Image via AP

Over the last few weeks, The Problem with Apu, a documentary by comedian Hari Kondabolu, has sparked a conversation about the racism behind famed The Simpsons character Apu, as well as the character’s impact on South Asian representation today. Throughout the film, Kondabolu attempts to interview Hank Azaria, the (white) voice actor behind Apu. Despite initially agreeing to a discussion through a third party, Azaria backed out, claiming that he was worried Kondabolu would twist his words.

Well, Azaria apparently did get around to watching the movie, and had something to say about it when he was approached at the side of a curb and directly asked about it by a TMZ reporter this weekend. Classic.

“I think the documentary made some really interesting points and gave us a lot at The Simpsons to think about, and we really are thinking about it,” Azaria said. “And definitely anybody that was hurt or offended by any character or vocal performance is really upsetting that that was offensive or hurtful to anybody, and I think it’s an important conversation and one definitely worth having, so thanks for asking.”

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When pressed, Azaria added, “We’re just really thinking about it, it’s a lot to digest.”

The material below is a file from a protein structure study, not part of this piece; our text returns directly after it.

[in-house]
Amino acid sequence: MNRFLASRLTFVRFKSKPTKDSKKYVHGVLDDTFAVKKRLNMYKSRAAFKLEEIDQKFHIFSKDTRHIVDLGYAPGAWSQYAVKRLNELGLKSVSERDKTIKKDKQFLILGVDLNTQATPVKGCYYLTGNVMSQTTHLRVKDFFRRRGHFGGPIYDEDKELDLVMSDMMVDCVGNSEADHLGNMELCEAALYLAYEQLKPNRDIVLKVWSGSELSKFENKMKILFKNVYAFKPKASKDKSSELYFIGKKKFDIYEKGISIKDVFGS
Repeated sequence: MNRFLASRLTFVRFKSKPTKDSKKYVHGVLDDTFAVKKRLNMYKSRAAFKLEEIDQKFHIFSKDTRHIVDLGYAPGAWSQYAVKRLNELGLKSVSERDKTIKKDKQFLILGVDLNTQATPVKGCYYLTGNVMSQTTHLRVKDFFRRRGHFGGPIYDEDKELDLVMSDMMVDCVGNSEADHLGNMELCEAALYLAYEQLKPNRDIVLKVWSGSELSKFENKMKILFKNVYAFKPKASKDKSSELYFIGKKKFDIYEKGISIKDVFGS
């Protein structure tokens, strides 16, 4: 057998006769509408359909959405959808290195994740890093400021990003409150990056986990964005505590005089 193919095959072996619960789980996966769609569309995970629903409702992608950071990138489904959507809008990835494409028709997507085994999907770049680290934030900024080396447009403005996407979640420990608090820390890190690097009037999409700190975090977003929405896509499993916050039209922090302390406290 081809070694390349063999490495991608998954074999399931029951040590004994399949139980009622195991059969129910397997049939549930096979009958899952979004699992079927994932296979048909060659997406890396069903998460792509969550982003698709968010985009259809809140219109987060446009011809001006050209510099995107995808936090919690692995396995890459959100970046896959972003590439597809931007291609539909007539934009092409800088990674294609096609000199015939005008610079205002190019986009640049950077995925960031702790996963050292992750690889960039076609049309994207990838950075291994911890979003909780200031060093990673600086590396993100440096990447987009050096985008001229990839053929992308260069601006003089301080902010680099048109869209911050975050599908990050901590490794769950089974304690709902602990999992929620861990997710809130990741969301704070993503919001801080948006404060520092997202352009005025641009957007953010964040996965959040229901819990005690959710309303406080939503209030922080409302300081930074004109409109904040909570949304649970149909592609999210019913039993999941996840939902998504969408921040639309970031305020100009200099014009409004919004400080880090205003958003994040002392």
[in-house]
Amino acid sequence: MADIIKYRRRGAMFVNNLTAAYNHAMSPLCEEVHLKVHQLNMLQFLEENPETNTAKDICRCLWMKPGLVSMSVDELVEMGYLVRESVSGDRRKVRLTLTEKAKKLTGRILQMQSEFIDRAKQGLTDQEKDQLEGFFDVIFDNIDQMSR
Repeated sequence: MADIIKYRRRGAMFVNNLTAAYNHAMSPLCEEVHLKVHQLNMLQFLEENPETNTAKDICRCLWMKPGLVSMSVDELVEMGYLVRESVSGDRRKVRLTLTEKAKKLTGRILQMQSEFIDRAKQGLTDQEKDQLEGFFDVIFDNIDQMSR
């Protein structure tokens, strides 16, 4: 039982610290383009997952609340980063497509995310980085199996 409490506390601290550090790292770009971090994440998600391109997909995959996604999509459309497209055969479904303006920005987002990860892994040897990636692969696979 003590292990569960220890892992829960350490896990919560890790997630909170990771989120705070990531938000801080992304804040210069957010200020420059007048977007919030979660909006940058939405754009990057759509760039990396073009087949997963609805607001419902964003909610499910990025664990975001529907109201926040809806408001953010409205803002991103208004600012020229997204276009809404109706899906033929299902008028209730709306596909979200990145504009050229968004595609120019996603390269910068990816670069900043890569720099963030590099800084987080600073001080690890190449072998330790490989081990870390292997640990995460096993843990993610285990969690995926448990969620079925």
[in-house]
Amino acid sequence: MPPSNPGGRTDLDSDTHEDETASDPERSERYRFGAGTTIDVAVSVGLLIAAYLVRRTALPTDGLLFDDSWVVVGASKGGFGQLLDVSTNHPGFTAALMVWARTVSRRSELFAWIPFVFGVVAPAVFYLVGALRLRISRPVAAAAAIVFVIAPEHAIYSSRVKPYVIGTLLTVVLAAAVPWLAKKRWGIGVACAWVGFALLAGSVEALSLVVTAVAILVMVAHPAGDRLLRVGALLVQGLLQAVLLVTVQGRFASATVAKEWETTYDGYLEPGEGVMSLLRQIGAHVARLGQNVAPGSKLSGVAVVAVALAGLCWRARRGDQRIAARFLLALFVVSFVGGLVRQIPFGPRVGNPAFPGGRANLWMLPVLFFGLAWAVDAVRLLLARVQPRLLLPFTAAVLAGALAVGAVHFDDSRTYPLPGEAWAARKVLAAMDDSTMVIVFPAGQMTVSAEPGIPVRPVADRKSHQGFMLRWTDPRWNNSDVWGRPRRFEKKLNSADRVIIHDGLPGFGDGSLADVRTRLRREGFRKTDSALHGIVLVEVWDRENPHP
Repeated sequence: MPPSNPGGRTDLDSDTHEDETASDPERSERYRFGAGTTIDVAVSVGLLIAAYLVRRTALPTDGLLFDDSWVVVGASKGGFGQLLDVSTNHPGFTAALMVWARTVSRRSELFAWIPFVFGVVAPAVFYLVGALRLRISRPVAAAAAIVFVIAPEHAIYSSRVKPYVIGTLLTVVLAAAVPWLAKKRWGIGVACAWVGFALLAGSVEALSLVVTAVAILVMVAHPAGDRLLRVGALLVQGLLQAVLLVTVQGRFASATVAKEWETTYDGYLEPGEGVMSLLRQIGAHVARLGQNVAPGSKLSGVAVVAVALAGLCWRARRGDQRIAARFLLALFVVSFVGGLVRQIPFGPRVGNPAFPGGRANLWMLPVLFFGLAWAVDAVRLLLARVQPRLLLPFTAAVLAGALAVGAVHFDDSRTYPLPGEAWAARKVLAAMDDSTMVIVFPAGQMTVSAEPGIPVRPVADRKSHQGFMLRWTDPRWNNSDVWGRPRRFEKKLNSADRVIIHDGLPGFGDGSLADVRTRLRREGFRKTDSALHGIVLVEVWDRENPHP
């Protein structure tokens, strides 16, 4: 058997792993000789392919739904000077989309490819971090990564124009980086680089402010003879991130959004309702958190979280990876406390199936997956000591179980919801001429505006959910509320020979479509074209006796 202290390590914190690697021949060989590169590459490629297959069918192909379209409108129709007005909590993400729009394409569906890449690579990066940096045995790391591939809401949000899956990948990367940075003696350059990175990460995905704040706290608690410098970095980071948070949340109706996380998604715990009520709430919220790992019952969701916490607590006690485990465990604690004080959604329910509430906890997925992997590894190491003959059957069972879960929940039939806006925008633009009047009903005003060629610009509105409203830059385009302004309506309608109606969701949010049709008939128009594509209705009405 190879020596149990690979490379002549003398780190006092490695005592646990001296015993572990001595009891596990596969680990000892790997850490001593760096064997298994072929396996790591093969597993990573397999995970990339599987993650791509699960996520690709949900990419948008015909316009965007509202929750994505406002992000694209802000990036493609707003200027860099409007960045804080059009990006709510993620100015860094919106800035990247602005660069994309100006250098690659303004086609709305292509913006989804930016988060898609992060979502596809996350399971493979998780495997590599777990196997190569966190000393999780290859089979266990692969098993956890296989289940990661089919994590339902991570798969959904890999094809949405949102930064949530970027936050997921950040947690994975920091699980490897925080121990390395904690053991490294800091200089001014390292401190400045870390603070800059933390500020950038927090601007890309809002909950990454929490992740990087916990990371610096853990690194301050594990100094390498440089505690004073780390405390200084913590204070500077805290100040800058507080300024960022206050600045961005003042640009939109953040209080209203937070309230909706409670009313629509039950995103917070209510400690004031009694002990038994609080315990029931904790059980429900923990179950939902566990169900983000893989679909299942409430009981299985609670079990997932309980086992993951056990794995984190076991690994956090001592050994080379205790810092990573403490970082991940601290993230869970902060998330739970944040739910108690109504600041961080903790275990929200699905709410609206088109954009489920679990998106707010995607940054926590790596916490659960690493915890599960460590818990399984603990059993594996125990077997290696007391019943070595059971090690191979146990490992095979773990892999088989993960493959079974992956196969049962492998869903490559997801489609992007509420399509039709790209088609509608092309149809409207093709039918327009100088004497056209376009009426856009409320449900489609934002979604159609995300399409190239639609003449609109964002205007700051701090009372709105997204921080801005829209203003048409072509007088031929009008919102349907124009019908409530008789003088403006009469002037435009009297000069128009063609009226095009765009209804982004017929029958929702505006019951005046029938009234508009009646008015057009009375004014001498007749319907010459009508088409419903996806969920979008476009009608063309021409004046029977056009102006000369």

Best cast scenario, Azaria and the team at The Simpsons are actually taking the documentary’s points into consideration and taking measures to address the character in a more meaningful way. But given that Azaria’s response seems to come straight from the school of non-apologies, putting the onus on the aggrieved party, I’m not sure the Simpsons team is thinking about this as critically as they need to be. And Azaria’s seeming contrition is a big contrast with his refusal to talk to Kondabolu in the first place.

Kondabolu responded to Azaria’s remarks on Twitter:

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Writing off the response to having an entire race written off in pop culture as simply being “offended” not only evades accountability, but it also indicates that Azaria missed the point of the film. The first 10 minutes are dedicated to going beyond the idea of “offensiveness” and looking at the serious outcomes of having one entertaining but racist character define millions of people in America, and over a billion people all over the world. Thanks, Hank!